I bought a pair or Rudy Project sunnies with the changeable lenses and RX clip-in frame. Went to a bike shop then took the frame to my optometrist to have the script fitted.
Having put them in before Christmas, I finally got them back yesterday because of "technical difficulties". I'm long sighted with a very strong (+6) prescription with some astygmatism (the focal length of my eye's lens varies slightly depending on which you rotate it. This meant that they had to use glass with the highest available refractive index ( 1.8 ) to grind the lens and, apparently, they broke it a couple of times (a bit steep for them at $360 a pair). The 1.7 glass is only $180 a pair but there's not enough room in the frame to fit the thickness of lens required for that script. Luckily they'd quoted on the 1.7 glass knowing the script and so I got the lenses for the quoted price.
There was a label saying that the frames were recommended not to exceed -4 dioptres but, since my script was +6 I thought I'd be OK and the bike shop rang the distributor who referred them to an optometrist who said it would be OK.
So, the moral here, is that you should check whether the frame can take your prescription before you buy. I'd suggest buying through an optometrist specialising in cycling eyewear - they'll tell you what can work. It seems to finally work out to be about the same price anyway.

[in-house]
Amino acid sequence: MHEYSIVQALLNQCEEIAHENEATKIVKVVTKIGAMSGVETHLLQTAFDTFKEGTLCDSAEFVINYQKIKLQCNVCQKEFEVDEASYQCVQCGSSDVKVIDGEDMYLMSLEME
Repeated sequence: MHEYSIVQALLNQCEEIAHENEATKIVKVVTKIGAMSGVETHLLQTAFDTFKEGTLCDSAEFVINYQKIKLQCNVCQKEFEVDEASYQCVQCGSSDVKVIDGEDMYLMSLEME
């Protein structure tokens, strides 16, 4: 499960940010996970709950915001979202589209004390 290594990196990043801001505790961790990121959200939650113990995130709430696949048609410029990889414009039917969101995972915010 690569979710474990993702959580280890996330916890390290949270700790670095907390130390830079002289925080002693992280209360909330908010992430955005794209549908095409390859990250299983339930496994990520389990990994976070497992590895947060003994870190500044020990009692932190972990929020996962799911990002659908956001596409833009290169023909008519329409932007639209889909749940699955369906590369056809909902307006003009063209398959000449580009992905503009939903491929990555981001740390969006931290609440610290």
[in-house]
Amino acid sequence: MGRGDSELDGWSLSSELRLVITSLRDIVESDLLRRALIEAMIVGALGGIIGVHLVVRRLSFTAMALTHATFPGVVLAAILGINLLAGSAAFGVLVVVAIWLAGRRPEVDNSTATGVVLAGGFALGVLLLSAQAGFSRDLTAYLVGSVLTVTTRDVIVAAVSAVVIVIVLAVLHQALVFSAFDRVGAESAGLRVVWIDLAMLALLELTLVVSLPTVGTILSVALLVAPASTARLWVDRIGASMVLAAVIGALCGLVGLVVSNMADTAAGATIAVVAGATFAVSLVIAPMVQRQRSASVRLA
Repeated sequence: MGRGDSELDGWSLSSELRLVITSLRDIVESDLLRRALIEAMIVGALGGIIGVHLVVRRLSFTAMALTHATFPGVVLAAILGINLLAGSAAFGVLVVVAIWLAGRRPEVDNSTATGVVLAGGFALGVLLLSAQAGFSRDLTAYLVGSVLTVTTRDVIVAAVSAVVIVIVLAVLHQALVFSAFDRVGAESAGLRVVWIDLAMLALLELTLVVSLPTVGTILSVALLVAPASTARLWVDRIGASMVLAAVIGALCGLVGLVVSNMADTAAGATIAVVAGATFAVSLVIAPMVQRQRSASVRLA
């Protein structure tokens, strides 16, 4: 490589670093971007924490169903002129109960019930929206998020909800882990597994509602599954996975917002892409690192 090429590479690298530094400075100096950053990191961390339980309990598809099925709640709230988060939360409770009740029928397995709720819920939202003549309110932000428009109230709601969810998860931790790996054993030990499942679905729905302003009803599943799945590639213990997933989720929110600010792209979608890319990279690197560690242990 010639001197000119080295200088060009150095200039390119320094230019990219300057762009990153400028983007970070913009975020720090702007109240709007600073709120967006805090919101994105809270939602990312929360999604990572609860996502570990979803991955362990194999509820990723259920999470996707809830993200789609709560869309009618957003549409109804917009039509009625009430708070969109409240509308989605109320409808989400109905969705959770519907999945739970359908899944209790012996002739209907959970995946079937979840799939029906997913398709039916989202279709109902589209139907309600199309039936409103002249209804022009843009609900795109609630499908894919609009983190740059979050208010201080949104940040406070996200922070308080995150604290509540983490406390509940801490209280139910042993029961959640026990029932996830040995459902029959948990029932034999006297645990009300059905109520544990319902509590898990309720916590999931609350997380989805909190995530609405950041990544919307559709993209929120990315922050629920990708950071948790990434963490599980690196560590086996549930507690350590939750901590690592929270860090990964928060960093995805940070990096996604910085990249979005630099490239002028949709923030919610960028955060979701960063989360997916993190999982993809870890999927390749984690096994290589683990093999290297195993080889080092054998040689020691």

The other shock I got was when I put them on. I could read the receptionist's desk pad but the poster behind her was very fuzzy. Remember that these are supposed to give me clear vision for riding on the road and anything more than a metre away was blurry! The optometrist checked the script in the lenses and then rechecked me with the reading chart and suggested I try going for a walk wearing them to see if I just needed to adapt to the new lens. When I did this it was awful until I tipped my head back and found the whole world snapped into focus. I haven't tested them on the bike yet but I think you need to consider that the lens frames are set for a cycling head position (body leaning forward, head tipped up) and, at least for my strength of script, that doesn't work very well when you're standing looking straight ahead.
My brother, who started wearing glasses long before I did and had surgery and remedial exercises as a kid and now only occasionally wears glasses
bought some BBS sunnies at Annaconda. I think these wrap over his specs if he wears them riding.
Here endeth the sermon.